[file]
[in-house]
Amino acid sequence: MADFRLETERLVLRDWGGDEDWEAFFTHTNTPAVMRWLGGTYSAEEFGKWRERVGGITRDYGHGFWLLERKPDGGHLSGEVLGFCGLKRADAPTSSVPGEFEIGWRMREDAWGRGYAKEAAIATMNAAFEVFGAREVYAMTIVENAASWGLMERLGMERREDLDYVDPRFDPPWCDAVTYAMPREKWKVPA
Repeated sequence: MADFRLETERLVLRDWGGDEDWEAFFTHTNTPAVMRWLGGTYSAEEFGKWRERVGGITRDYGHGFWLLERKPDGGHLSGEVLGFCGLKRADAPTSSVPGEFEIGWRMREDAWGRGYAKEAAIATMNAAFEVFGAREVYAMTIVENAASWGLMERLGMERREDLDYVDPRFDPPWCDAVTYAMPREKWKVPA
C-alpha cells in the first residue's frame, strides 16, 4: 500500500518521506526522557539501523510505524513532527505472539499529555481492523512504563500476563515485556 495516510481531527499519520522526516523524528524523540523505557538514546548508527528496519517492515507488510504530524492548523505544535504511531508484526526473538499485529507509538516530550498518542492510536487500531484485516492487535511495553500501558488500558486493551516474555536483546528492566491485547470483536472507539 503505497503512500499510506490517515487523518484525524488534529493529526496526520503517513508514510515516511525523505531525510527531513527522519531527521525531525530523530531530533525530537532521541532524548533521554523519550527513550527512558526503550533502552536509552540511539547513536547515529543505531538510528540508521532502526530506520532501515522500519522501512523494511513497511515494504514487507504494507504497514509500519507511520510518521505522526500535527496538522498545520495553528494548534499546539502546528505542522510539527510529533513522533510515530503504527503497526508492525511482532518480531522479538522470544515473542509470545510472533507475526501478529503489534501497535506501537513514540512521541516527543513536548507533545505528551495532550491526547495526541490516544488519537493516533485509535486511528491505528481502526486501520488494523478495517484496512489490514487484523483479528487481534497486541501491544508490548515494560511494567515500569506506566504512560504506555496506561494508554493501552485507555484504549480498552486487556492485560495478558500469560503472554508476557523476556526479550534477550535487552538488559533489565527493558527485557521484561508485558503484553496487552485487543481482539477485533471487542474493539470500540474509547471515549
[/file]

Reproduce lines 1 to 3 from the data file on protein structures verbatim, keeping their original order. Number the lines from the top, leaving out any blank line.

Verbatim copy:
[in-house]
Amino acid sequence: MADFRLETERLVLRDWGGDEDWEAFFTHTNTPAVMRWLGGTYSAEEFGKWRERVGGITRDYGHGFWLLERKPDGGHLSGEVLGFCGLKRADAPTSSVPGEFEIGWRMREDAWGRGYAKEAAIATMNAAFEVFGAREVYAMTIVENAASWGLMERLGMERREDLDYVDPRFDPPWCDAVTYAMPREKWKVPA
Repeated sequence: MADFRLETERLVLRDWGGDEDWEAFFTHTNTPAVMRWLGGTYSAEEFGKWRERVGGITRDYGHGFWLLERKPDGGHLSGEVLGFCGLKRADAPTSSVPGEFEIGWRMREDAWGRGYAKEAAIATMNAAFEVFGAREVYAMTIVENAASWGLMERLGMERREDLDYVDPRFDPPWCDAVTYAMPREKWKVPA